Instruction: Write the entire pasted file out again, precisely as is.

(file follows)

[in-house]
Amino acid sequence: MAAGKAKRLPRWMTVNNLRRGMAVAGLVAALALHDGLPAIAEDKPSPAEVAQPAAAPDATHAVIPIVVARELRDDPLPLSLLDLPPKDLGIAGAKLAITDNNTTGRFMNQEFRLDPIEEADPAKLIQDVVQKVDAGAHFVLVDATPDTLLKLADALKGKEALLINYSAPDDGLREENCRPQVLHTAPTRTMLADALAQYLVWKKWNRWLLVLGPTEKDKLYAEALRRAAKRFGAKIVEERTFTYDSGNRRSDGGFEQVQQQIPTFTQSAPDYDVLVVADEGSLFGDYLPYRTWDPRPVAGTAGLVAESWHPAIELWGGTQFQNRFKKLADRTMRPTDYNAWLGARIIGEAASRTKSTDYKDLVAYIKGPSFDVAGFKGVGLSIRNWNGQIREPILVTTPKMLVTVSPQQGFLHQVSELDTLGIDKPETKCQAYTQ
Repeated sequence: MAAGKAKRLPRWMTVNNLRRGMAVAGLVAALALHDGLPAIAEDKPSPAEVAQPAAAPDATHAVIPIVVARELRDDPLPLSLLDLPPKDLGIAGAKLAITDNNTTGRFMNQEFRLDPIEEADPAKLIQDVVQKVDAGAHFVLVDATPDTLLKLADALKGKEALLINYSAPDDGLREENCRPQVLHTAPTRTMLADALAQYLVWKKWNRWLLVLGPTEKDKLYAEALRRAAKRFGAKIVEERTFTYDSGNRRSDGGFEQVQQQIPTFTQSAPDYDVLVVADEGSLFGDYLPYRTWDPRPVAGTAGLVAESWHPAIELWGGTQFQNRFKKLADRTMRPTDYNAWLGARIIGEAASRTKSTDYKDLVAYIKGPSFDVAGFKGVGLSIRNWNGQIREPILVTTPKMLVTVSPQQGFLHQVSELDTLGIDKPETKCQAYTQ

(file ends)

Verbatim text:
[in-house]
Amino acid sequence: MAAGKAKRLPRWMTVNNLRRGMAVAGLVAALALHDGLPAIAEDKPSPAEVAQPAAAPDATHAVIPIVVARELRDDPLPLSLLDLPPKDLGIAGAKLAITDNNTTGRFMNQEFRLDPIEEADPAKLIQDVVQKVDAGAHFVLVDATPDTLLKLADALKGKEALLINYSAPDDGLREENCRPQVLHTAPTRTMLADALAQYLVWKKWNRWLLVLGPTEKDKLYAEALRRAAKRFGAKIVEERTFTYDSGNRRSDGGFEQVQQQIPTFTQSAPDYDVLVVADEGSLFGDYLPYRTWDPRPVAGTAGLVAESWHPAIELWGGTQFQNRFKKLADRTMRPTDYNAWLGARIIGEAASRTKSTDYKDLVAYIKGPSFDVAGFKGVGLSIRNWNGQIREPILVTTPKMLVTVSPQQGFLHQVSELDTLGIDKPETKCQAYTQ
Repeated sequence: MAAGKAKRLPRWMTVNNLRRGMAVAGLVAALALHDGLPAIAEDKPSPAEVAQPAAAPDATHAVIPIVVARELRDDPLPLSLLDLPPKDLGIAGAKLAITDNNTTGRFMNQEFRLDPIEEADPAKLIQDVVQKVDAGAHFVLVDATPDTLLKLADALKGKEALLINYSAPDDGLREENCRPQVLHTAPTRTMLADALAQYLVWKKWNRWLLVLGPTEKDKLYAEALRRAAKRFGAKIVEERTFTYDSGNRRSDGGFEQVQQQIPTFTQSAPDYDVLVVADEGSLFGDYLPYRTWDPRPVAGTAGLVAESWHPAIELWGGTQFQNRFKKLADRTMRPTDYNAWLGARIIGEAASRTKSTDYKDLVAYIKGPSFDVAGFKGVGLSIRNWNGQIREPILVTTPKMLVTVSPQQGFLHQVSELDTLGIDKPETKCQAYTQ